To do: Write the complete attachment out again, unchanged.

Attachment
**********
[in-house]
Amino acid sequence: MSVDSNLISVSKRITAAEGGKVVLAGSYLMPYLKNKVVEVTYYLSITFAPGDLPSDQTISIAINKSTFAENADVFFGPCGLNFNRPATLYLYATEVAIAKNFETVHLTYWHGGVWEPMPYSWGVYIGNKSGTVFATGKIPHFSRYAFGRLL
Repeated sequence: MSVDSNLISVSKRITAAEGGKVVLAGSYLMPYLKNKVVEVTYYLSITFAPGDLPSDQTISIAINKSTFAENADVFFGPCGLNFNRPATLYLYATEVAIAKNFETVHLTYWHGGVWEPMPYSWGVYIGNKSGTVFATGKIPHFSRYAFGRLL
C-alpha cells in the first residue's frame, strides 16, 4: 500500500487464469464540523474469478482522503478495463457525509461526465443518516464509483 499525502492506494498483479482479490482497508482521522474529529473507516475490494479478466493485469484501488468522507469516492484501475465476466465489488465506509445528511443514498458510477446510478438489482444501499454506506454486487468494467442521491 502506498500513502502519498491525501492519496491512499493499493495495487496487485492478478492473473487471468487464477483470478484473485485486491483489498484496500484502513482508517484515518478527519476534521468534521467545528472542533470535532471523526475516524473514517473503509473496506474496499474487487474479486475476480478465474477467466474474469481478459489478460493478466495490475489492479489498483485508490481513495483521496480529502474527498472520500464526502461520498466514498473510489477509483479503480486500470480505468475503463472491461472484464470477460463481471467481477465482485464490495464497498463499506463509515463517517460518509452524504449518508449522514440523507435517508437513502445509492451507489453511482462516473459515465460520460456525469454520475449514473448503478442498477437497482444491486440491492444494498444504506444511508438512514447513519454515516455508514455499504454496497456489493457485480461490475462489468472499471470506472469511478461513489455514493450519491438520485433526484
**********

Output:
[in-house]
Amino acid sequence: MSVDSNLISVSKRITAAEGGKVVLAGSYLMPYLKNKVVEVTYYLSITFAPGDLPSDQTISIAINKSTFAENADVFFGPCGLNFNRPATLYLYATEVAIAKNFETVHLTYWHGGVWEPMPYSWGVYIGNKSGTVFATGKIPHFSRYAFGRLL
Repeated sequence: MSVDSNLISVSKRITAAEGGKVVLAGSYLMPYLKNKVVEVTYYLSITFAPGDLPSDQTISIAINKSTFAENADVFFGPCGLNFNRPATLYLYATEVAIAKNFETVHLTYWHGGVWEPMPYSWGVYIGNKSGTVFATGKIPHFSRYAFGRLL
C-alpha cells in the first residue's frame, strides 16, 4: 500500500487464469464540523474469478482522503478495463457525509461526465443518516464509483 499525502492506494498483479482479490482497508482521522474529529473507516475490494479478466493485469484501488468522507469516492484501475465476466465489488465506509445528511443514498458510477446510478438489482444501499454506506454486487468494467442521491 502506498500513502502519498491525501492519496491512499493499493495495487496487485492478478492473473487471468487464477483470478484473485485486491483489498484496500484502513482508517484515518478527519476534521468534521467545528472542533470535532471523526475516524473514517473503509473496506474496499474487487474479486475476480478465474477467466474474469481478459489478460493478466495490475489492479489498483485508490481513495483521496480529502474527498472520500464526502461520498466514498473510489477509483479503480486500470480505468475503463472491461472484464470477460463481471467481477465482485464490495464497498463499506463509515463517517460518509452524504449518508449522514440523507435517508437513502445509492451507489453511482462516473459515465460520460456525469454520475449514473448503478442498477437497482444491486440491492444494498444504506444511508438512514447513519454515516455508514455499504454496497456489493457485480461490475462489468472499471470506472469511478461513489455514493450519491438520485433526484